An incision will be made in the belly. The tissue will be moved back into place. Weaker muscles may be sewn together. Mesh may be used to help create a new belly wall.
The incision will be closed with stitches or staples. A bandage will be placed over the site.
Small incisions will be made around the site. A tube will be passed through one of the incisions. It will push gas into the belly. This will make it easier for the doctor to view the area. A camera will allow the doctor to see inside the belly. Other tools will be passed through the incisions. They will be used to repair the area. Tissue will be pushed back into place. The belly wall will be closed.
The incisions will be closed with stitches or staples. A bandage will be placed over the site.
How Long Will It Take?
Less than 2 hours
Will It Hurt?
Pain and swelling are common in the first few days. Medicine and home care help
Average Hospital Stay
Most people will be able to go home the same day. If you have problems, you may need to stay longer.
After laparoscopic surgery, it may take about a week to recover. Open surgery may take a bit longer.
During recovery, you will need to avoid straining and heavy lifting.
At the Hospital
Right after the procedure, the staff may give you pain medicines.
During your stay, the hospital staff will take steps to lower your risk of infection, such as:
Washing their hands
Wearing gloves or masks
Keeping your incisions covered
There are also steps you can take to lower your risk of infection, such as:
Washing your hands often and reminding visitors and staff to do the same
Reminding staff to wear gloves or masks
Not letting others touch your incisions
It will take two weeks for the incision and muscles to fully heal. Physical activity will be limited during this time. You may need to delay return to work.
Call Your Doctor
Call your doctor if you are not getting better or you have:
Signs of infection, such as fever and chills
Redness, swelling, excess bleeding, or discharge from the incision
Nausea or vomiting
Pain that you cannot control with the medicine
Problems with urination including bleeding that does not go away
If you think you have an emergency, call for medical help right away.
Groin hernia in adults and adolescents. EBSCO DynaMed website. Available at: https://www.dynamed.com/condition/groin-hernia-in-adults-and-adolescents. Accessed January 8, 2021.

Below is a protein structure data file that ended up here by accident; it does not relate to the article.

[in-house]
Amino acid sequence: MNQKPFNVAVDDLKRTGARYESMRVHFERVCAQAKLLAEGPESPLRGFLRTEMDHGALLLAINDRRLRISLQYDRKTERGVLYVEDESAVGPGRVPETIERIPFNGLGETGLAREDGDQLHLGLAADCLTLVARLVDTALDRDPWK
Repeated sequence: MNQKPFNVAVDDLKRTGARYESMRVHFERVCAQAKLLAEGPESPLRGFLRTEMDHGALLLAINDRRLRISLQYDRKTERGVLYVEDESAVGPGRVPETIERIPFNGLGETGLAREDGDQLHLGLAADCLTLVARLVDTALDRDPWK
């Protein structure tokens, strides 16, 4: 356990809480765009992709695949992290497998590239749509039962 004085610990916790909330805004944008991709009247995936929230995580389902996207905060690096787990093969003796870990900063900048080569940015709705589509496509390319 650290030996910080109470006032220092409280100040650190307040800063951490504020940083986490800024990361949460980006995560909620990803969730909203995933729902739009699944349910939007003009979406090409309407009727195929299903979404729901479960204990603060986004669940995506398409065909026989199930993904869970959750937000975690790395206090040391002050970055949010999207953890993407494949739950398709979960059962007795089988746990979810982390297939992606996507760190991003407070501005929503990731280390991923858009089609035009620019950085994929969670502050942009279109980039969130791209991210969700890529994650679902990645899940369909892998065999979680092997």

Inguinal repair surgery information. Society of American Gastrointestinal and Endoscopic Surgeons website. Available at: https://www.sages.org/publications/patient-information/patient-information-for-laparoscopic-inguinal-hernia-repair-from-sages. Accessed January 8, 2021.
Kokotovic D, Bisgaard T, et al. Long-term recurrence and complications associated with elective incisional hernia repair. JAMA. 2016;316(15):1575-1582
Laparoscopic surgery for hernia repair. Cleveland Clinic website. Available at: https://my.clevelandclinic.org/health/treatments/6905-laparoscopic-surgery-for-hernia-repair. Accessed January 8, 2021.
Last reviewed February 2020 by
EBSCO Medical Review Board
Marcin Chwistek, MD
Last Updated: 1/8/2021
EBSCO Information Services is fully accredited by URAC. URAC is an independent, nonprofit health care accrediting organization dedicated to promoting health care quality through accreditation, certification and commendation.
This content is reviewed regularly and is updated when new and relevant evidence is made available. This information is neither intended nor implied to be a substitute for professional medical advice. Always seek the advice of your physician or other qualified health provider prior to starting any new treatment or with questions regarding a medical condition.
To send comments or feedback to our Editorial Team regarding the content please email us at email@example.com. Our Health Library Support team will respond to your email request within 2 business days.